An enthusiastic audience was rewarded with "super finds" at the Friends of Adin Ballou Fall Lecture.
Patricia Hatch, researcher par excellence, an award-winning writer, Master of Divinity, and
itinerant Unitarian Universalist preacher, spoke on "Women in the Early Hopedale Community."
Ms. Hatch is interning at the Unitarian Church of Marlborough and Hudson, where Adin Ballou's son-in-law
William Heywood was a past minister. In November the congregation celebrated the 150th anniversary of its building,
which was built by abolitionists.
In her lively and entertaining presentation, Patricia challenged the crowd to identify 19 of the unsung founders.
Hopedale webmaster Dan Malloy won a prize for the most correct answers, including psychic Cora Scott,
painter Elizabeth Humphrey, mail carrier Susan Thwing, and escaped slave Rosetta Hall.
"The Unitarian Universalist message is love and peace," said Patricia. She demonstrated,
with snippets of 19 lives, just how advanced was the Early Hopedale intentional community.
"It was a true community that struggled with many issues but maintained their ideals."
Wrote historian Edward Spann, "With the exception of the Shakers, Hopedale came as close to equality between the sexes
as any place in America."
Women could vote and fulfill their potential according to their abilities. Many women served in community offices
and elected positions. Equal wages, one uniform rate of wages at 50 cents for eight hours, were codified in the
charter of Fraternal Community Number One. Although the patriarchal interpretation of divine law declared
"the division of labor ordained by the all-wise Creator," nursing mothers were credited with a 48-hour work week.
Many women belonged to the Hopedale Sewing Circle and Tract Society, which freely distributed leaflets such as
"Away with War."
Religious leadership was open to women. Although they were not ordained, laymen and women did lead services.
Abbie Ballou Heywood, Adin Ballou's daughter, worked as co-principal of the Hopedale Home School.
Former student Ellen M. Patrick praised her among "helpers of the spirit" who left a permanent impression:
"our dear Miss Abbie."
Divorce was not allowed except for proven adultery. An exception was made for Sarah Baker Holbrook, whose husband,
William Rich, was ensnared by the inebriating pull of alcohol. Women had the option of keeping their own name,
as Harriet Greene did, and Mrs. Rich took back her maiden name. The fashion statement of bloomers caused a riot
at the Worcester convention in 1850, when police had to be called at the sight of 25 female Hopedalians wearing the costume.
Patricia, who grew up in Willington, Connecticut, focused on fellow Connecticut native Abby Hills Price
(from Willimantic). Price enjoyed opportunities in Hopedale that would have been denied to her in the outside world.
A preacher, writer, poet and gardener who advocated equal work, pay, and wearing of bloomers, she spoke at the
First National Woman's Rights Convention in Worcester in 1850.
In one anti-slavery poem she urged her readers to "Make their case your own."
Abby Hills Price was the Community's poet laureate until, in a scandal worthy of "Desperate Housewives,"
Brother Henry Fish had an affair with Sister Daphne Seaver. Both Henry and his wife Margaret confided in Abby Price.
Said Abby, "I sometimes felt they were all to blame ... I was charged with knowing too much to keep dark."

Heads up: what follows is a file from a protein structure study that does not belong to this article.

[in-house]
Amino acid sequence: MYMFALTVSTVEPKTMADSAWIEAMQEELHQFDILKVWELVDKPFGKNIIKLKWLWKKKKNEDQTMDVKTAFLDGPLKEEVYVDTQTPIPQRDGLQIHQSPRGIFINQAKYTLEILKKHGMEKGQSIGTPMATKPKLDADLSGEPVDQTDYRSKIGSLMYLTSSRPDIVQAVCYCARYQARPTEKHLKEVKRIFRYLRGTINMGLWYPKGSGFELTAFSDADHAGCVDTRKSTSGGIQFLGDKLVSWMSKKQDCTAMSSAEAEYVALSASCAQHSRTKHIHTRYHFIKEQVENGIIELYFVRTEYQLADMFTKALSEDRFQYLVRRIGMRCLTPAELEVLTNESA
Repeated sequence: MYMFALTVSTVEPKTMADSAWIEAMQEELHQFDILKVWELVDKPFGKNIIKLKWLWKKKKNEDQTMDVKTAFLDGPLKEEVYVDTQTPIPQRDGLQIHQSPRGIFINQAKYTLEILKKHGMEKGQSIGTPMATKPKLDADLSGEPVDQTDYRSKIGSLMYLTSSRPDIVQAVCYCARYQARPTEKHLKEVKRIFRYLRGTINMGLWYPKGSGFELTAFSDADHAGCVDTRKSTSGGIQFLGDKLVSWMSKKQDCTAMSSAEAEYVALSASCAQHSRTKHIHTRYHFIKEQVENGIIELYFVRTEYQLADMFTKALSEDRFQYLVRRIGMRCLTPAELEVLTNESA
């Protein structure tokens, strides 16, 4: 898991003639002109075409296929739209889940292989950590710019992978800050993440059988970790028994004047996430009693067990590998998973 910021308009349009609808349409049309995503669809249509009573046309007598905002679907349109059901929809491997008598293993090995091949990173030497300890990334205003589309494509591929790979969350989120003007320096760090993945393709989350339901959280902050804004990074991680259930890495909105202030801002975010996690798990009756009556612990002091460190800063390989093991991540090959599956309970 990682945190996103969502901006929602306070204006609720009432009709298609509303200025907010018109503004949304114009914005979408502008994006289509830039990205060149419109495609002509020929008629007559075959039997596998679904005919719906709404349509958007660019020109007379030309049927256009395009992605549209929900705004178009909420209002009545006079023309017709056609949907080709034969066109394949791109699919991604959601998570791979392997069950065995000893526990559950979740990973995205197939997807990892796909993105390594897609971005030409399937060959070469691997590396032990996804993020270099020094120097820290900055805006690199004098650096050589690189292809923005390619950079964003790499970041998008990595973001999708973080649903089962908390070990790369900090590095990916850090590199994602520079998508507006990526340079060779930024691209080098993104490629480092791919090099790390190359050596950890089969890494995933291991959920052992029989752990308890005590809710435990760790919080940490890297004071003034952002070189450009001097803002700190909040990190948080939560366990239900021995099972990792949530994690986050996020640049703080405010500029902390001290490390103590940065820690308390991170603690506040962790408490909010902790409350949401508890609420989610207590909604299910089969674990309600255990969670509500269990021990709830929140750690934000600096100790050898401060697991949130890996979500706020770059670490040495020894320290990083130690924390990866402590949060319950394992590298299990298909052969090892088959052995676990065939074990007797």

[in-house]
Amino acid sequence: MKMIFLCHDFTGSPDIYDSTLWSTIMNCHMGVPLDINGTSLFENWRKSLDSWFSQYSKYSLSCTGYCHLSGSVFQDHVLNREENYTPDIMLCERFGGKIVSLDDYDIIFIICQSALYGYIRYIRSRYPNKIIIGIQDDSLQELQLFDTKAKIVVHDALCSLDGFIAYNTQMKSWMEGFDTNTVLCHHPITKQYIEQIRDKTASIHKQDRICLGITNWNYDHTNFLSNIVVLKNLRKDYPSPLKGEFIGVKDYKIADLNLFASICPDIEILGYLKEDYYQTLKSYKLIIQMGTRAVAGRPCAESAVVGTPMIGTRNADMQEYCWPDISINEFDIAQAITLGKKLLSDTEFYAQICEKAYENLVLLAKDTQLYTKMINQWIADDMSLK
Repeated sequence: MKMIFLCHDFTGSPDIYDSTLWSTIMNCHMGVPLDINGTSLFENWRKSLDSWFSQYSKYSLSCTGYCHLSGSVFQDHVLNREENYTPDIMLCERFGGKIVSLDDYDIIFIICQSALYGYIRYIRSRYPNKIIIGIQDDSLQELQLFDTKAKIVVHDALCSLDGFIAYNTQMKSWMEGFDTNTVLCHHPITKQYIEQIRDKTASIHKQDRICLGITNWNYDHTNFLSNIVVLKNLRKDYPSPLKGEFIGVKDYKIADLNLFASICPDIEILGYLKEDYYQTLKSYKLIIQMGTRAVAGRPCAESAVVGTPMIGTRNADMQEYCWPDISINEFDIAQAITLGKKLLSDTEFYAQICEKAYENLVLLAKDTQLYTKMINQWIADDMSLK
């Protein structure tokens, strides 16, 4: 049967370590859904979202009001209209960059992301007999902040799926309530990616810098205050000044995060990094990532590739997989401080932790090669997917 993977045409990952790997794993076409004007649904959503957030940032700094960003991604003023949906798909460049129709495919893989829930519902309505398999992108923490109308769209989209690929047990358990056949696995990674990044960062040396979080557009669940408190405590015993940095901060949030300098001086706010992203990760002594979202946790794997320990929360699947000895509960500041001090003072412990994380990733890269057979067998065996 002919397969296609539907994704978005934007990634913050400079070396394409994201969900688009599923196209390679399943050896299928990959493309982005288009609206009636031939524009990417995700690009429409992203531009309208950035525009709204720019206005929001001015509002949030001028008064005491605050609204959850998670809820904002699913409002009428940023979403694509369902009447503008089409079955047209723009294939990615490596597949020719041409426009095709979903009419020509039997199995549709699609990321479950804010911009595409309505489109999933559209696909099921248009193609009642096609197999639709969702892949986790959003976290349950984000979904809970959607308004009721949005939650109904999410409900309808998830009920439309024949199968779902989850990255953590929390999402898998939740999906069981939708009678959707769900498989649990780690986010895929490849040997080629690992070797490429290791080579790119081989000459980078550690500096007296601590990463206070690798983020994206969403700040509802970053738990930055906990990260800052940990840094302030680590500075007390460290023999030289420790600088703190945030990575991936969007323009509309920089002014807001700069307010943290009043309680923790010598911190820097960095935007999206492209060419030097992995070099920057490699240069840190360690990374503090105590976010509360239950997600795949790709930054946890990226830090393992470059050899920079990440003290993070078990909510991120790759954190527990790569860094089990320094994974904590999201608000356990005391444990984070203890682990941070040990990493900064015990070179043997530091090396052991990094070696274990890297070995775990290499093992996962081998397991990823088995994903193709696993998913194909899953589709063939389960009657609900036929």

Abby called upon the Council to prove that their charges were correct. Within the month, she and her family withdrew
from the Hopedale Community and went to another intentional community, the Raritan Bay Union, in New Jersey.
That same month, the Hopedale Community passed new resolutions denouncing Free Love.
In her research, Patricia found scribbled in the margin of the record book for July 26, 1853,
"Mr. Ballou said he never said women were as tyrannical as men..." but notes imply he did basically say just that.
When later, Abby Price went to live in Brooklyn, she became good friends with Walt Whitman and influenced him
toward women's rights. She started a new business making ruffles and wrote Whitman requesting that he advocate
in Washington against her being taxed twice.
During the lecture a red cloth lay across a front table. At the end, Patricia whipped off the cloth to reveal
some surprise super finds of her research: rare photos of Abbie Ballou Heywood and her husband William.
Abbie looks like her father, only with wire-rimmed spectacles and long hair done up. Other rare photos give a face to
Abby Hills Price, Cora Scott, and others.
As Sherry Ceniza said, Hopedale was "a world different from mainstream American society, a world in which women
had voice." The experience of being steeped in the unique history of our community and having its people brought to life
was welcomed by the devoted crowd.
In the middle of the nineteenth century, small, privately printed newspapers, like Hopedale's Practical Christian, were the "social media" of the day.
In these days, we have the internet, Facebook, and Twitter, but the principle is the same.
If you have a Twitter account and want to receive Tweets from Adin Ballou you can follow him by searching @AdinBallou and clicking "Follow".
If you donít have a Twitter account, you can still go to http://www.twitter.com
and search for @AdinBallou. You will see some recent Tweets from or mentioning Adin Ballou.
However, to receive regular Tweets, you must have an account.
Two of Adin Ballou's books, Christian Non-Resistance and Practical Christianity, are now available in Kindle editions.
Look for them on Amazon.com, or follow the link from the FAB Bookstore.
(Of course, the Boosktore still has an assortment of print books, as well as pamphlets and note cards.)